JACKSON, MS - Mississippi Gov. Haley Barbour's 'tough-on-crime posturing and dubious record on issuing pardons do not bode well' in a case finally drawing media attention, Mother Jones' James Ridgeway wrote. (Credit: thedailyvoice.com)
A black nationalist website was onto the case early. Then there were more websites and the muckraking magazine Mother Jones.
A talk-show voice on CNN, a local black radio station and the syndicated "The Michael Baisden Show" joined the mix, as did the NAACP and the Innocence Project.
The social media sites played their role. And now the "legacy" print media have joined in.
So, will two black Mississippi women, whom so many agree have been unjustly imprisoned, now be freed?
On Sunday, syndicated columnist Leonard Pitts Jr. of the Miami Herald became the latest to raise his voice. He wrote:
"Let’s assume they did it.
"Let’s assume that two days before Christmas in 1993, a 22-year-old black woman namedJamie Scott and her pregnant, 19-year-old sister Gladys set up an armed robbery. Let’s assume these single mothers lured two men to a spot outside the tiny town of Forest, Miss., where three teenage boys, using a shotgun the sisters supplied, relieved the men of $11 and sent them on their way, unharmed.
"Assume all of the above is true, and still you must be shocked at the crude brutality of the Scott sisters’ fate. You see, the sisters, neither of whom had a criminal record before this, are still locked away in state prison, having served 16 years of their double-life sentences.
"It bears repeating. Each sister is doing double life for a robbery in which $11 was taken and nobody was hurt. Somewhere, the late Nina Simone is moaning her signature song: Mississippi Goddam."
"For the record, two of the young men who committed the robbery testified against the sisters as a condition of their plea bargain. All three reportedly received two-year sentences and were long ago released. No shotgun or forensic evidence was produced at trial. The sisters have always maintained their innocence.
"Observers are at a loss to explain their grotesquely disproportionate sentence. Early this year, the Jackson Advocate, a weekly newspaper serving the black community in the state capital, interviewed the sisters’ mother, Evelyn Rasco. She described the sentences as payback for her family’s testimony against a corrupt sheriff. According to her, that sheriff’s successor vowed revenge."
Lenore J. Daniels added last year on BlackCommentator.com:
"Evelyn Rasco has been fighting for her daughters' release the last 14 years. Rasco lost her husband and an older daughter who died of congenital heart failure in 2001. This daughter left behind a 5 year old child. In these last 14 years, Rasco has tried to be the grandmother and the mother of 10 children (includes grandchildren of Jamie and Gladys) while sustaining the battle to free her two remaining daughters from prison."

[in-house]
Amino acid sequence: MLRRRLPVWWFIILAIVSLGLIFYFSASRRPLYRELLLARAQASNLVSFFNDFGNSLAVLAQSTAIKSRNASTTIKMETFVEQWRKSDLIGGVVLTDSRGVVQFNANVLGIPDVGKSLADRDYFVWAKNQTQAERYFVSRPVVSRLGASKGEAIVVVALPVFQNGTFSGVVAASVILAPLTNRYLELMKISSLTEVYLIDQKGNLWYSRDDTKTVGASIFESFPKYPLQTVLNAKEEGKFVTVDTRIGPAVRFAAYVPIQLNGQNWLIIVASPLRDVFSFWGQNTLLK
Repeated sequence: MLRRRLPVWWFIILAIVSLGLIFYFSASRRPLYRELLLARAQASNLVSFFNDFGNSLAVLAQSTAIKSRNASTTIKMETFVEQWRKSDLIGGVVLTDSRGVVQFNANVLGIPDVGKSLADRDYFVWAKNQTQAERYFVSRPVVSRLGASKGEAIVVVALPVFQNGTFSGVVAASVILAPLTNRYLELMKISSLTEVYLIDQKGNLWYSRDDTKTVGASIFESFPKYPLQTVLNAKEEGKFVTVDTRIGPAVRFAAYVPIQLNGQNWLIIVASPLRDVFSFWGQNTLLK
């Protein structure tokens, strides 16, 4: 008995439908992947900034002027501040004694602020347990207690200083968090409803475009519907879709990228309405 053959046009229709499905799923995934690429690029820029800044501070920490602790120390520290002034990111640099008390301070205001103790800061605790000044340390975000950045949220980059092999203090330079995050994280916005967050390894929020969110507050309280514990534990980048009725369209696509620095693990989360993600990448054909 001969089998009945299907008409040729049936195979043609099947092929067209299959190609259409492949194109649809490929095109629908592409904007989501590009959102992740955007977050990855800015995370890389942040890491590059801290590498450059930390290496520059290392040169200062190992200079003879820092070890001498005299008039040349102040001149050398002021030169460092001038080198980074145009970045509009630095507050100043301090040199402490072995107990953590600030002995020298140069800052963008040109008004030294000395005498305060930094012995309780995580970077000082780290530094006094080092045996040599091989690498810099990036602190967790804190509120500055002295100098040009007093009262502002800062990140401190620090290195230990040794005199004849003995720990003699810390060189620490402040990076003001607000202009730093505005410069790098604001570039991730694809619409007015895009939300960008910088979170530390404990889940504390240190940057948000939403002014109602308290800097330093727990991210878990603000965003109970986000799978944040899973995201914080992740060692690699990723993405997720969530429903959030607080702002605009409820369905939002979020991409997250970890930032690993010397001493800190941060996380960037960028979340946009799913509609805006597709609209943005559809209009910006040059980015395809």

Unlike in antebellum Mississippi, some of the accused villains in this saga, in both the prosecution and in law enforcement, are African American.
But that distinction hasn't meant much to Jamie Scott. In August 2009, she posted this message on a website maintained by her family:
"Slavery in Mississippi has changed names. It is still very much active and alive in Mississippi. Its new name is called the LAW! So, if there is anyone out there that thinks this cannot happen to their child or family, think about Gladys and Jamie Scott. We were not criminals nor were we drug addicts. I worked every day. I have a right to be bitter, angry, mad as hell at the United States of America, but I choose not to because I know a higher power and Gladys and I WILL walk the streets again."
Among the sisters' most ardent champions is Nancy R. Lockhart, who came across the sisters' case as a law student working with the Rainbow/PUSH Coalition. As a volunteer, Lockhart has dedicated her attention to the Scott sisters' case for the last four years.
"I will never forget the frigid, Chicago morning when I opened a letter from Mrs. Evelyn Rasco, a mother and widow," Lockhart wrote two years ago for BlackCommenator.com. "She told the story of her daughters, and said she had written Rainbow/PUSH for 11 years, without a response. She redirected her strategy this time and wrote Congressman [Jesse] Jackson [Jr.] in a plea to get the letter to his father’s (Rev. [Jesse] Jackson) office. The letter was hand delivered."
Lockhart told Journal-isms on Monday that her piece came to the attention of Rip Daniels, a Realtor who owns WJZD in Gulfport, Miss., via a friend who read the piece in Cuba.